Chronic psychostimulant exposure to adult, but not periadolescent rats reduces subsequent morphine antinociception

Michelle C. Cyr, Susan L. Ingram, Sue A. Aicher, Michael M. Morgan

Research output: Contribution to journalArticlepeer-review

2 Scopus citations


Preweanling methylphenidate (MPH) exposure produces a long lasting enhanced sensitivity to opioids. Two important questions are whether this enhancement is specific to the age of psychostimulant exposure and the type of psychostimulant. To answer these questions periadolescent (PD 35) and adult (PD 55) rats received daily injections of saline, MPH, or methamphetamine (METH) for 10 consecutive days. Two weeks later, acute morphine antinociception was assessed on the hot plate using a cumulative dose response procedure. Following acute antinociceptive testing, morphine tolerance was induced in half the animals by administering morphine twice a day over 2 days. Rats pretreated with MPH and METH during the periadolescent period of ontogeny showed no change in acute morphine antinociception, but rats exposed to a relatively high METH dose (3 mg/kg) displayed enhanced morphine tolerance compared to saline pretreated controls. MPH and METH pretreatment during adulthood led to a reduction in morphine antinociceptive potency and an apparent reduction in morphine tolerance. When combined with our previously published findings, these data indicate that the developmental stage during which MPH and METH exposure occurs differentially alters adult morphine responsiveness. That is, psychostimulant exposure to preweanling rats enhances morphine antinociception and facilitates the development of tolerance, whereas psychostimulant exposure to adult rats reduces subsequent morphine antinociception and tolerance. These alterations indicate that it could be important for physicians to know about prior psychostimulant use when prescribing opioids for pain relief.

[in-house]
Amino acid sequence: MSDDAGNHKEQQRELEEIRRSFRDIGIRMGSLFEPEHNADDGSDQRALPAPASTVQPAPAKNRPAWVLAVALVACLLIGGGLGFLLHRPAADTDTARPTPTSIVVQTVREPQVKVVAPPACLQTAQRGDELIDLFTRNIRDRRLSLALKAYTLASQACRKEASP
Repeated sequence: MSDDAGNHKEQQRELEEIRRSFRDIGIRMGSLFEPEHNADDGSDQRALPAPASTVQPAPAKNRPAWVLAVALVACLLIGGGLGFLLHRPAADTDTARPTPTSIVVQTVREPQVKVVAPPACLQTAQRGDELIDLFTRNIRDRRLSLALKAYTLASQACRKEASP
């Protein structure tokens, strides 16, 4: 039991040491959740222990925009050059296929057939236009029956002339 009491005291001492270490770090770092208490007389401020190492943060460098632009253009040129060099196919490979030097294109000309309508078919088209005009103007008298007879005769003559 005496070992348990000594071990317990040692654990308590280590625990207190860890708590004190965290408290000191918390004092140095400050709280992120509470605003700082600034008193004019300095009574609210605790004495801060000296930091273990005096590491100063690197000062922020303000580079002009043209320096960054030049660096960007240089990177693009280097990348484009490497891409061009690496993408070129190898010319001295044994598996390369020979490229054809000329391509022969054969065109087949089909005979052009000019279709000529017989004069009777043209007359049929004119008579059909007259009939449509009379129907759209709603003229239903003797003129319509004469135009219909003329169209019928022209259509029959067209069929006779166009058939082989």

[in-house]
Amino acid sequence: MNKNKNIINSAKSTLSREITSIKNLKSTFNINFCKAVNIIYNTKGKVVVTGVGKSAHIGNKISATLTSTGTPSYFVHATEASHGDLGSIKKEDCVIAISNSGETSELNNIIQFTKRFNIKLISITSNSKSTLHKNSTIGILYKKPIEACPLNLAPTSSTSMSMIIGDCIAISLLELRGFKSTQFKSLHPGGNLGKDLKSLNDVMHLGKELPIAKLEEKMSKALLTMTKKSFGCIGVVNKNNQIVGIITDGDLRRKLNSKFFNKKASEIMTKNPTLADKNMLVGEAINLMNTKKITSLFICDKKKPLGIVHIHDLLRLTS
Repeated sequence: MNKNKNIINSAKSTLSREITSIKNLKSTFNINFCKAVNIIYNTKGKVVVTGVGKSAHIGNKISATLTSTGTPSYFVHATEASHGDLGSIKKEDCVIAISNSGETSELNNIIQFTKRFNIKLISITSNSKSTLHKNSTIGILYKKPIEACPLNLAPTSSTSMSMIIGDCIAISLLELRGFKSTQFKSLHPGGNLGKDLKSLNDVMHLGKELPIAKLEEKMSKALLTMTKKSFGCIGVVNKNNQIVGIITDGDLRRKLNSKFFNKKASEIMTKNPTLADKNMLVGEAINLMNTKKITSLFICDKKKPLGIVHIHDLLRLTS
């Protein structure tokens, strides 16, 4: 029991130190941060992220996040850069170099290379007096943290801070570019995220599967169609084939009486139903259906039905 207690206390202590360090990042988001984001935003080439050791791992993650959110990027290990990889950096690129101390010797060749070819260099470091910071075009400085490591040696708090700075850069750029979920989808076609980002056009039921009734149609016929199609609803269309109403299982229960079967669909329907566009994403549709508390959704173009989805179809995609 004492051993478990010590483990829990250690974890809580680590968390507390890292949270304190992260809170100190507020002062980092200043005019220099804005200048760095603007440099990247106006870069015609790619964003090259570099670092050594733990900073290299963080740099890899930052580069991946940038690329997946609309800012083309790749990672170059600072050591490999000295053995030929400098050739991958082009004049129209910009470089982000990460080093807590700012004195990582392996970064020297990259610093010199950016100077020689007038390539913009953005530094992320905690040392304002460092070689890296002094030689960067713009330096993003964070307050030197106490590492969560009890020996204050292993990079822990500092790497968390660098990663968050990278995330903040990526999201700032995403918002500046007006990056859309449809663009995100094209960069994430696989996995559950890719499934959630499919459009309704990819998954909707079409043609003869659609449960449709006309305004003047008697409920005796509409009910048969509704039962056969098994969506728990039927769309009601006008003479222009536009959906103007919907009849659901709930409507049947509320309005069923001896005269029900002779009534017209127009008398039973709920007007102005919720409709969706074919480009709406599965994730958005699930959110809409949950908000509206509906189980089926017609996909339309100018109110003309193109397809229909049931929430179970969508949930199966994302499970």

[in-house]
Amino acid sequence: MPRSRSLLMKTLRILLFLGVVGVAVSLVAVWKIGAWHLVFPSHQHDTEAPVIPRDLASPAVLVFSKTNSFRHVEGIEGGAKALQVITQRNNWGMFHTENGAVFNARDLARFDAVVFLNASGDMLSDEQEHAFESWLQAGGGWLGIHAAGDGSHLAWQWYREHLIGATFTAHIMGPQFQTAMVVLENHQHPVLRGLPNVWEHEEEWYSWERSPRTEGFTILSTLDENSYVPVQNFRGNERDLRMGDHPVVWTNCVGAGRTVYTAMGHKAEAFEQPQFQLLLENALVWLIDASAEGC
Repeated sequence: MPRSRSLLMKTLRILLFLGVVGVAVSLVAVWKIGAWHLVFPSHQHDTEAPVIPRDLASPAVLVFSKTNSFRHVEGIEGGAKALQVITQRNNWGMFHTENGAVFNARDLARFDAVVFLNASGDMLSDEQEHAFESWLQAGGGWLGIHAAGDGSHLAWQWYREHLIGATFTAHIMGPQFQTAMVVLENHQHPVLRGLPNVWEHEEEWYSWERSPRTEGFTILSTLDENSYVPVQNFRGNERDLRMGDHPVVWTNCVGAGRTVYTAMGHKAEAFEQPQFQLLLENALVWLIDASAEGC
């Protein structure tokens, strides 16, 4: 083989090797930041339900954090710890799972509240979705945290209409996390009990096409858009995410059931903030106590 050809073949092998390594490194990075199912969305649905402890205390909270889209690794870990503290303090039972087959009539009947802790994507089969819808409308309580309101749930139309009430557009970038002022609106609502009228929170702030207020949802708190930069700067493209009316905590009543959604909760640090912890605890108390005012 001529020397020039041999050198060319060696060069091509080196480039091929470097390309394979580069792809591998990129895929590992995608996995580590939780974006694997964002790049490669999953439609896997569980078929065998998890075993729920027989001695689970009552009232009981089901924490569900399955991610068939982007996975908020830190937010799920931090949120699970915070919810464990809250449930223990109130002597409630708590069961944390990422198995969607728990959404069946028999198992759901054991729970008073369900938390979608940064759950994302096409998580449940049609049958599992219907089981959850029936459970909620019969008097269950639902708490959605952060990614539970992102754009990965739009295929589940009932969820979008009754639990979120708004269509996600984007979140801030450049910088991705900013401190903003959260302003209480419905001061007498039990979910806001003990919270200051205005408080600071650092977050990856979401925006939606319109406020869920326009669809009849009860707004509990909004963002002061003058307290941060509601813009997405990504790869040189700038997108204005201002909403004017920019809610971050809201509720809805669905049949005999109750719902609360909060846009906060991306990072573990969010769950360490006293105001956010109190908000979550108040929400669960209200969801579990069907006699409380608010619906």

Original languageEnglish (US)
Pages (from-to)538-543
Number of pages6
JournalPharmacology Biochemistry and Behavior
Issue number4
StatePublished - Jun 2012


  • Analgesia
  • Methamphetamine
  • Methylphenidate
  • Opioid
  • Pain modulation

ASJC Scopus subject areas

  • Biochemistry
  • Toxicology
  • Pharmacology
  • Clinical Biochemistry
  • Biological Psychiatry
  • Behavioral Neuroscience


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